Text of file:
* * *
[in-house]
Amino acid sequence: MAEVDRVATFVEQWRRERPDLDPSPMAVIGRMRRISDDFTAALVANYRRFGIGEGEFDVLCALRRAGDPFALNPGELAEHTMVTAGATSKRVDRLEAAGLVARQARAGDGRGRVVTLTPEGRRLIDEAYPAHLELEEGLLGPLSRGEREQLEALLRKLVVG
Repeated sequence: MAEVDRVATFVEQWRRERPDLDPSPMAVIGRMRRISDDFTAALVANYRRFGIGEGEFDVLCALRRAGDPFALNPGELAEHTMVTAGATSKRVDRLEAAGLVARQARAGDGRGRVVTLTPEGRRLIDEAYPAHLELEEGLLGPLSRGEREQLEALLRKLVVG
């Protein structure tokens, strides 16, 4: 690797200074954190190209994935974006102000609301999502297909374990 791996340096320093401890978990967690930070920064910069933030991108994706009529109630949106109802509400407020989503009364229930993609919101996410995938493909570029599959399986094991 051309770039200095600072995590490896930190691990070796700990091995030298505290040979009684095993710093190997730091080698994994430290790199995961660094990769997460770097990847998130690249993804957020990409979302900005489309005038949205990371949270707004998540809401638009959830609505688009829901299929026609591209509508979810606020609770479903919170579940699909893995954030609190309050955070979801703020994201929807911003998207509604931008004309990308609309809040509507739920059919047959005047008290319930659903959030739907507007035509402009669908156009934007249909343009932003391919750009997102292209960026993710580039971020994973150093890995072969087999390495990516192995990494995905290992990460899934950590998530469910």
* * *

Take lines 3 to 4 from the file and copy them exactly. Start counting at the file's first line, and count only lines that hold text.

Repeated sequence: MAEVDRVATFVEQWRRERPDLDPSPMAVIGRMRRISDDFTAALVANYRRFGIGEGEFDVLCALRRAGDPFALNPGELAEHTMVTAGATSKRVDRLEAAGLVARQARAGDGRGRVVTLTPEGRRLIDEAYPAHLELEEGLLGPLSRGEREQLEALLRKLVVG
């Protein structure tokens, strides 16, 4: 690797200074954190190209994935974006102000609301999502297909374990 791996340096320093401890978990967690930070920064910069933030991108994706009529109630949106109802509400407020989503009364229930993609919101996410995938493909570029599959399986094991 051309770039200095600072995590490896930190691990070796700990091995030298505290040979009684095993710093190997730091080698994994430290790199995961660094990769997460770097990847998130690249993804957020990409979302900005489309005038949205990371949270707004998540809401638009959830609505688009829901299929026609591209509508979810606020609770479903919170579940699909893995954030609190309050955070979801703020994201929807911003998207509604931008004309990308609309809040509507739920059919047959005047008290319930659903959030739907507007035509402009669908156009934007249909343009932003391919750009997102292209960026993710580039971020994973150093890995072969087999390495990516192995990494995905290992990460899934950590998530469910």